Thursday, 25 August 2016
-Poul Anderson, Operation Luna (New York, 2000), p. 283.
There are philosophical problems with the concept of omniscience. Apparently, Godel has proved that omniscience is impossible. I do not know his argument but here is mine:
if everything were known, then nothing would be unknown;
if nothing were unknown, then nothing would be future;
if nothing were future, then everything would be past or present;
if everything were past or present, then, at the next moment, everything would be past;
if everything were past, then everyone would be dead;
if everyone were dead, then nothing would be known;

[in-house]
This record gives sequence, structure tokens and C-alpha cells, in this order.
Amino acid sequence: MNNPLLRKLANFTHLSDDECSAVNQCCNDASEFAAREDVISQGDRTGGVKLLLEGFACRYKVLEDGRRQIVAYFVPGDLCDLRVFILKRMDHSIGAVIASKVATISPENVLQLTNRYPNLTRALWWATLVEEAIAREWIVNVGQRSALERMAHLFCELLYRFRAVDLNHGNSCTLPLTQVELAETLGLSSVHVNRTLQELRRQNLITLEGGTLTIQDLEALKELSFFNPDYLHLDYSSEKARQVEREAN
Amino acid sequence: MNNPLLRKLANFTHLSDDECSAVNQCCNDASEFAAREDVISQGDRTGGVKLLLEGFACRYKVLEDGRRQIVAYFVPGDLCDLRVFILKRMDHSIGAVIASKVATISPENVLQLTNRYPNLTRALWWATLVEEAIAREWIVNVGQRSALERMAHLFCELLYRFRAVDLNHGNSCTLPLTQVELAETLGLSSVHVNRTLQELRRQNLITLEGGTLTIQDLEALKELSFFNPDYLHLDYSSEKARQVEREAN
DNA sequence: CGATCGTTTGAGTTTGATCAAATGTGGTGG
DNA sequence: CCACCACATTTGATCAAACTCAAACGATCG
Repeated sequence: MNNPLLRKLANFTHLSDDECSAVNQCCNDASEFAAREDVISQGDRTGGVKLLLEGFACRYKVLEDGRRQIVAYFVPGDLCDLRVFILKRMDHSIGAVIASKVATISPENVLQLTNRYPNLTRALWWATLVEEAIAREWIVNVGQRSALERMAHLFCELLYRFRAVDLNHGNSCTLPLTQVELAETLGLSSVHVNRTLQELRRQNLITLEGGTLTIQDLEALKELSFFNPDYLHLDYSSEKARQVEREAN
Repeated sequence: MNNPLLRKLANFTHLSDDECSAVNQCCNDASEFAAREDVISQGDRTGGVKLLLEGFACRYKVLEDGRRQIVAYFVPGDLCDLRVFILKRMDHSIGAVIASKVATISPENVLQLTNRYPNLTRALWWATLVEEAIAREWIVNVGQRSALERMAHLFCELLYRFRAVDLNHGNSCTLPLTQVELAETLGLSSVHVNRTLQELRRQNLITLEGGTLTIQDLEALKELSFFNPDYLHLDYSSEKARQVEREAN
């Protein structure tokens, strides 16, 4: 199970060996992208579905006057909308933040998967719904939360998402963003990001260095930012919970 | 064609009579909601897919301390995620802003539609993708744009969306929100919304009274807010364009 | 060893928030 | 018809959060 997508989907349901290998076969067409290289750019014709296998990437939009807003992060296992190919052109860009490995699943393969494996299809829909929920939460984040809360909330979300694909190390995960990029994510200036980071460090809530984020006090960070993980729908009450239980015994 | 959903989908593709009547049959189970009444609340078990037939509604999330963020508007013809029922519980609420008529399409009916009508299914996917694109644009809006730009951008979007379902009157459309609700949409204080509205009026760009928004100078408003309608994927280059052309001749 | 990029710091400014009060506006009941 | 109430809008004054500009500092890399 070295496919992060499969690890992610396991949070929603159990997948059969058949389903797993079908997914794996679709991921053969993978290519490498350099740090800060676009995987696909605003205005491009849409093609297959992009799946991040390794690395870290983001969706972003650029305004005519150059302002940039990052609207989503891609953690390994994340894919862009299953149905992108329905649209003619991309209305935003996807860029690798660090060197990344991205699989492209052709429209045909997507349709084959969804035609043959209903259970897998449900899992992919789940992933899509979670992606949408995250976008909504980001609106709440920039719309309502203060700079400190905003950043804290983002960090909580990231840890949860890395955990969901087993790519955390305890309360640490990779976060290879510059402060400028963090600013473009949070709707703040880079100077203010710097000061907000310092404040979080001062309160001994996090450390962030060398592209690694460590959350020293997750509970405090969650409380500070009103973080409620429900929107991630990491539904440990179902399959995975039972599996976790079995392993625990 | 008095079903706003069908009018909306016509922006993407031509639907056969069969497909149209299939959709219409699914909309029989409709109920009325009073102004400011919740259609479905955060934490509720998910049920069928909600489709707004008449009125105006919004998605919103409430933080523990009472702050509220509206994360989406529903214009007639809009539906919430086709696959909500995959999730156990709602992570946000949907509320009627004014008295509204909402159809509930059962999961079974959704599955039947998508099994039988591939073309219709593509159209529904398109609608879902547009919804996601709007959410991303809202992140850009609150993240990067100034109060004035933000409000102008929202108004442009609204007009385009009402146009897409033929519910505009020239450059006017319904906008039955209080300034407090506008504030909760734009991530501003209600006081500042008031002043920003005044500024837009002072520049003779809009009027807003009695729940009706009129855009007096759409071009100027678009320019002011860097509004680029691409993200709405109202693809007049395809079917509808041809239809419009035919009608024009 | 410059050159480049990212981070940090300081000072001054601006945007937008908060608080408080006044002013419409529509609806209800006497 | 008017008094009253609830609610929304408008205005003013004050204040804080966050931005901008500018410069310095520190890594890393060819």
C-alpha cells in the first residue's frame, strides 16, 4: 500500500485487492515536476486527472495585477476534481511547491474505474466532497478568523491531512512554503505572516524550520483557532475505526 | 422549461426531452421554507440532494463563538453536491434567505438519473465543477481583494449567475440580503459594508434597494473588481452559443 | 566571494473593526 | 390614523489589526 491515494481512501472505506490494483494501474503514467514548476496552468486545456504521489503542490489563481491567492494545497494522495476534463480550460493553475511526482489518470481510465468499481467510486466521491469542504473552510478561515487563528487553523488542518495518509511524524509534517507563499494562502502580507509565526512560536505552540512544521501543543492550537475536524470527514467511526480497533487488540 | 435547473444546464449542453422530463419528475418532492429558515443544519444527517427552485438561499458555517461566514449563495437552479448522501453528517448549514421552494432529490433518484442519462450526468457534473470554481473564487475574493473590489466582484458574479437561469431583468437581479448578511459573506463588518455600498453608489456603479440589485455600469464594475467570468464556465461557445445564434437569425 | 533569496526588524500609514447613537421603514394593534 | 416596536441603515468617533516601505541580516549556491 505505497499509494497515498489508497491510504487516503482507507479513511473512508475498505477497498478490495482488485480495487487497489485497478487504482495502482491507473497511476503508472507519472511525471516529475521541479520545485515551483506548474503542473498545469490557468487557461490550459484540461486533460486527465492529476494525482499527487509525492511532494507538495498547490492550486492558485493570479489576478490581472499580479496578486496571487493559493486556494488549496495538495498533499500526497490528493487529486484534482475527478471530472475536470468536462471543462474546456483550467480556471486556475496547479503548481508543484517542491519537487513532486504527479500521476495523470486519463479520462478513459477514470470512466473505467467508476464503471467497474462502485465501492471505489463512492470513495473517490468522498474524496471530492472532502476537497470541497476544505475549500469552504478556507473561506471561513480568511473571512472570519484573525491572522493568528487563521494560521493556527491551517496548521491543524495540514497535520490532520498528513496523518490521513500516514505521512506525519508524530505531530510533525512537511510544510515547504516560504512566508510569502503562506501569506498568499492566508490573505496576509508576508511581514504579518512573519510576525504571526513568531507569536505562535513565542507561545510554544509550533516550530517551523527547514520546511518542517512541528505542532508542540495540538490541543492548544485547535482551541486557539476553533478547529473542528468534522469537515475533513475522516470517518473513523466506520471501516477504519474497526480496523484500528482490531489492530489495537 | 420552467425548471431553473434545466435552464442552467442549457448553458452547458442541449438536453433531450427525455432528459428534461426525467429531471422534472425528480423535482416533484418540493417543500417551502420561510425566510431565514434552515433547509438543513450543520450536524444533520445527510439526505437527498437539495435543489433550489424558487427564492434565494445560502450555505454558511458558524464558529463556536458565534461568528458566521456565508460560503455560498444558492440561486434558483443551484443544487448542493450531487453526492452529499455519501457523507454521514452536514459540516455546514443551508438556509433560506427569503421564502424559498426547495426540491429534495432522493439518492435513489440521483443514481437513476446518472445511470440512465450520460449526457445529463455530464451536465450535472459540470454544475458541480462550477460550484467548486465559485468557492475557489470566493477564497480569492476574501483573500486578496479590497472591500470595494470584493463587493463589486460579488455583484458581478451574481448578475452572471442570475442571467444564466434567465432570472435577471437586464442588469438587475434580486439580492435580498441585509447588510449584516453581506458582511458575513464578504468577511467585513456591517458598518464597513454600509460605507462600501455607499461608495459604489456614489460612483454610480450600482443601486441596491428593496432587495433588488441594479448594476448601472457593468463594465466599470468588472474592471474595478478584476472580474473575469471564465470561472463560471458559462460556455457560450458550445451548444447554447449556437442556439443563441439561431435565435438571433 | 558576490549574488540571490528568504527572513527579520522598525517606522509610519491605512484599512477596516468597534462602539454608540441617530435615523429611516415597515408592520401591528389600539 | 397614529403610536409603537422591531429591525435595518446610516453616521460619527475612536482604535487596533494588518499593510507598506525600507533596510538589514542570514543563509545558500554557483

thus, if everything were known, the nothing would be known;
reductio ad absurdum;
therefore, it is not possible that everything is known.
(I think that) any consciousness requires a remembered past, an immediate present and an unknown future. Atemporal consciousness - a single instant of durationless sensation without memory or future - would begin and end simultaneously and thus would not exist. Another reductio ad absurdum.
It may be argued that omniscience is knowledge of everything that exists and that the future does not yet exist. However:
we usually include the future among the things that are unknown to us but that would be known to omniscience;
it is convenient for some purposes to regard all moments as coexistent even though we are conscious of each moment only in that moment;
simultaneity is relative in relativity theory.
Omniscience would have to be neither temporal nor atemporal but transtemporal, incorporating and transcending instead of negating duration, but is that possible?